Wednesday, February 13, 2013

Accused Tamrat Gebere tells court he changed mind about committing suicide four days before killing ex-girlfriend


Tamrat Gebere, left, met Aster Kassa after he missed a midnight bus back to Ottawa from Toronto. The 37-year-old former Immigration Canada employee is now on trial for second-degree murder in her death.
Photograph by: Handout photo

OTTAWA — Four days before calling 911 to report that he had stabbed his ex-girlfriend to death inside her Riverside Drive apartment, Tamrat Gebere decided to end his own life, he testified at his second-degree murder trial Tuesday.
Distraught over an ongoing battle to see his 17-month-old daughter regularly, Gebere testified that he skipped work at Citizenship and Immigration Canada for the second consecutive day, walked to the bus station on Catherine Street and bought a ticket for the next available bus, which happened to bound for Kingston.
“I couldn’t continue arguing about the child,” he told the court, hanging his head and covering his face in a break from his otherwise calm testimony.
Gebere admitted to killing the mother of his child, 32-year-old Aster Kassa, on July 17, 2010. Kassa was stabbed 53 times. Mother and daughter had been moving from shelter to shelter before getting an apartment of their own. They moved in just 18 hours before the killing.
A jury will decide if he is guilty of manslaughter, to which he has pleaded guilty, or to second-degree murder, the charge he faces.
Gebere told the court that he wandered around Kingston, planned to commit suicide in Lake Ontario, then checked into a hotel where he drank excessively and flipped through the yellow pages calling escorts.

“I thought, it’s my final day and I would spend it to the fullest,” he said. “My plan was to wake up in the middle of the night and jump in the lake.”
But Gebere slept through the night, and the next day he decided to pull his life “back together,” he said. That day he continued his bender and had a one-night stand with a friend of a friend — a woman whose name he said he could not remember. Early the next morning, he boarded a bus back to Ottawa and slept the whole day in his MacLaren Street apartment, he said.
The next day — a Saturday — he picked up some takeout Ethiopian food and took a cab to Kassa’s new apartment to help her assemble their daughter’s crib. The toddler was sleeping when he arrived, he said.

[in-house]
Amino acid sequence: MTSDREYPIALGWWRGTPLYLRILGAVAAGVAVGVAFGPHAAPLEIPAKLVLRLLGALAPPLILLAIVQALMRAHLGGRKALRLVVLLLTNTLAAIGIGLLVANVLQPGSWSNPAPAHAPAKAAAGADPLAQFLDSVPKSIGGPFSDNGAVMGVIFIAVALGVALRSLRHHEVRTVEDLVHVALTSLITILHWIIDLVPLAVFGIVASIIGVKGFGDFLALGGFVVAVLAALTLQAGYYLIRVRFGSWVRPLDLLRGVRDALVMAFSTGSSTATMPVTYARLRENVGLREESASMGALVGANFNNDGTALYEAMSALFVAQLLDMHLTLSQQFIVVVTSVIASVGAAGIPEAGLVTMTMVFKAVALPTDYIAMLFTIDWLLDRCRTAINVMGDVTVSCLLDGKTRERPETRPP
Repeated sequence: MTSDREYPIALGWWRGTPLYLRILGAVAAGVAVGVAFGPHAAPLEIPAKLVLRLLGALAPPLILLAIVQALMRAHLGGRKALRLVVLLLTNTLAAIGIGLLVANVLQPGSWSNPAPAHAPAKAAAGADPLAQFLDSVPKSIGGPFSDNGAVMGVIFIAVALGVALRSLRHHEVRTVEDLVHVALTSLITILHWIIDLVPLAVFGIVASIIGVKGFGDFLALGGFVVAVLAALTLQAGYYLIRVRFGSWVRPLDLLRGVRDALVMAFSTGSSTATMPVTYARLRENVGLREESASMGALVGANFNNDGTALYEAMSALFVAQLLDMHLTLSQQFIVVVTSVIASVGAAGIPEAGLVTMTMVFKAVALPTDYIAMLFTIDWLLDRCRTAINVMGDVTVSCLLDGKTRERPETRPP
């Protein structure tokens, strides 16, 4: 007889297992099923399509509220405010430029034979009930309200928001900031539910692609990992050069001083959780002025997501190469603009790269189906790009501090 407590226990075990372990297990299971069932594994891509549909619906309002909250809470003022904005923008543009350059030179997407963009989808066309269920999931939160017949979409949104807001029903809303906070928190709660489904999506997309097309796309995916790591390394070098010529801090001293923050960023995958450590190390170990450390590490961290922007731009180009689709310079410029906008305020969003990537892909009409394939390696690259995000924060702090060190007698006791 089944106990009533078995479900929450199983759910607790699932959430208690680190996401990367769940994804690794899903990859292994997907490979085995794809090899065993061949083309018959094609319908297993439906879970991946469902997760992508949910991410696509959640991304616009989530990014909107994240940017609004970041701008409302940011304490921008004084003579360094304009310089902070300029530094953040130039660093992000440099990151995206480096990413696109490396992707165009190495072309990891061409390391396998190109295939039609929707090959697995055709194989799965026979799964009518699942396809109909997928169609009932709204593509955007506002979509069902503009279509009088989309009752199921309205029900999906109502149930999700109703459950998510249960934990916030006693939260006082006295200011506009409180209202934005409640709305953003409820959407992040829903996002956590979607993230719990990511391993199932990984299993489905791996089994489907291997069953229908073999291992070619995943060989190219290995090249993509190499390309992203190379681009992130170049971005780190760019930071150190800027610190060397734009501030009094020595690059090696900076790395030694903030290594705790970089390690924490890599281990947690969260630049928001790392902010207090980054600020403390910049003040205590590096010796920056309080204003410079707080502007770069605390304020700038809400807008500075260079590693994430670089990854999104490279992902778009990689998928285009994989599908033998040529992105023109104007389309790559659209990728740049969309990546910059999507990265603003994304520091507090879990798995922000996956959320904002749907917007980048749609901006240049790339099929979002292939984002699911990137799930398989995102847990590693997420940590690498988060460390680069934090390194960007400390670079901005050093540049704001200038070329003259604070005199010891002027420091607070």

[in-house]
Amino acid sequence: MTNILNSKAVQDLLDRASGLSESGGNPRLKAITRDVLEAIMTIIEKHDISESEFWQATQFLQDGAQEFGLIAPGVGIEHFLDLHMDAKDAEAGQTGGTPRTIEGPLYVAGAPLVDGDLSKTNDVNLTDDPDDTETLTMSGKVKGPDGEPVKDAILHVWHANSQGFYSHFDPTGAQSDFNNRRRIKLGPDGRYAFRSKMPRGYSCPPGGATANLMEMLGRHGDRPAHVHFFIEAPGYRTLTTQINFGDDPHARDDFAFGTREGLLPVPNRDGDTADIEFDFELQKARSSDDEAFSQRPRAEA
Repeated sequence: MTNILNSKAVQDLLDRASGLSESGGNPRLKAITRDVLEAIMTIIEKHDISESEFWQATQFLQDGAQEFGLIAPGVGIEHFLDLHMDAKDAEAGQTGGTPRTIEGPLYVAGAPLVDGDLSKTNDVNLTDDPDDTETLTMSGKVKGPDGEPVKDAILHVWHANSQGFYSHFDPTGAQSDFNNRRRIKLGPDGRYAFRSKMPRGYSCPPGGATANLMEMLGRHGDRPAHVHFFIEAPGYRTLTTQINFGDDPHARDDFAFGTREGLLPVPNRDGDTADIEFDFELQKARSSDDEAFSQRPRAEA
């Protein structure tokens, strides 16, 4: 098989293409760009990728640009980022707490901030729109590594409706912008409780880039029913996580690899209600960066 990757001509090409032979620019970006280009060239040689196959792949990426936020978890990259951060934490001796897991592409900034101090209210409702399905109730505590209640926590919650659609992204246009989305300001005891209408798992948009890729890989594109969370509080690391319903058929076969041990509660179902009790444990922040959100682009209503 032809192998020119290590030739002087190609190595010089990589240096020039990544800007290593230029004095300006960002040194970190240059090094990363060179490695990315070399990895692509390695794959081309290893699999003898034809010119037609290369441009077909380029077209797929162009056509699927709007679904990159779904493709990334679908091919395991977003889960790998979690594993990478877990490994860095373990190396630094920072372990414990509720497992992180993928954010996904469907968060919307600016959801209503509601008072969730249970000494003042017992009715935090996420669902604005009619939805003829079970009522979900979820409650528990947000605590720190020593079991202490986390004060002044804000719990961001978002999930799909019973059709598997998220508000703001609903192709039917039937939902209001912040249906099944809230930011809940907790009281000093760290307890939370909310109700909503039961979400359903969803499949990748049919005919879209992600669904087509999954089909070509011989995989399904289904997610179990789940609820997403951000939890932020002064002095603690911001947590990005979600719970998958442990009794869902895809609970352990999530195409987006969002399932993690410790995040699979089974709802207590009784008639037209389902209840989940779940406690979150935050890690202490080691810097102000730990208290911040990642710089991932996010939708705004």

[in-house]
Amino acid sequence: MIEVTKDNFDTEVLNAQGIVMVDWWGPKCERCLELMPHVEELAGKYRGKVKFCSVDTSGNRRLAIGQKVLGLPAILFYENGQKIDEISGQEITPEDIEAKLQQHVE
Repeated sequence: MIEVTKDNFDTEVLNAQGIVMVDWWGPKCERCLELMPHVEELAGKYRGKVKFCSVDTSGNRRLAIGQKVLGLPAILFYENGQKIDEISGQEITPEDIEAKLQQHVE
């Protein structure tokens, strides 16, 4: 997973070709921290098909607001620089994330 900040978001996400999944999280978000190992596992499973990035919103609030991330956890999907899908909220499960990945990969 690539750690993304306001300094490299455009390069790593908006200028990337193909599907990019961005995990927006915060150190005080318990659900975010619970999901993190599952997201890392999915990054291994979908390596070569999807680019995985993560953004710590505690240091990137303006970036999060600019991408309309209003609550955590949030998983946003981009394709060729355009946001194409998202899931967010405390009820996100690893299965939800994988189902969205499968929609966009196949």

Gebere argued with Kassa about the crib he kept at his apartment, he said. Kassa wanted him to sell it now that she no longer lived in a shelter, he said. Gebere said he thought it was unreasonable when she told him she would no longer visit him at his apartment.
His testimony about what led to the stabbing that left Kassa dead on the mattress for her daughter’s crib continues Wednesday.
Earlier on Tuesday, Gebere described how he tried to work through his tumultuous relationship with Kassa so that their daughter could grow up with two parents.
Gebere denied allegations that he was abusive.
The couple met in Toronto shortly after Kassa arrived in Canada from Ethiopia in April 2008. Kassa soon became pregnant and she eventually moved to Ottawa to live with Gebere as the due date drew closer.
Gebere, who was also born in Ethiopia, described how Kassa left him four months after giving birth and moved into a shelter in Toronto. She returned to Ottawa a few months later but refused to live with Gebere, court heard.
Court saw a series of photos: a smiling Gebere holding his daughter inside an Ottawa restaurant, the same pair playing on a patch of grass and the streamers, balloons and cake he bought at Hartman’s to celebrate his daughter’s first birthday at his apartment. Kassa was always present during the visits, he said.
On Mother’s Day, he made Kassa chicken stew. Mother and daughter had spent the previous night in his bed as he slept on the couch, he testified.
“I want you to feel proud you’re a mom,” he recalled telling her.
He testified that he offered her anything she wanted, and realized it was a mistake when she asked him for sex.
“Did you sleep with her?” defence lawyer Stuart Konyer asked.
“No,” Gebere answered. “After that, I couldn’t see my child. She denied me access after that.”
Gebere paid $1,000 retainer for a lawyer in June 2010 to begin a legal process to see his daughter. He testified that he also reported Kassa to the Canada Border Services Agency because he believed she had committed fraud.

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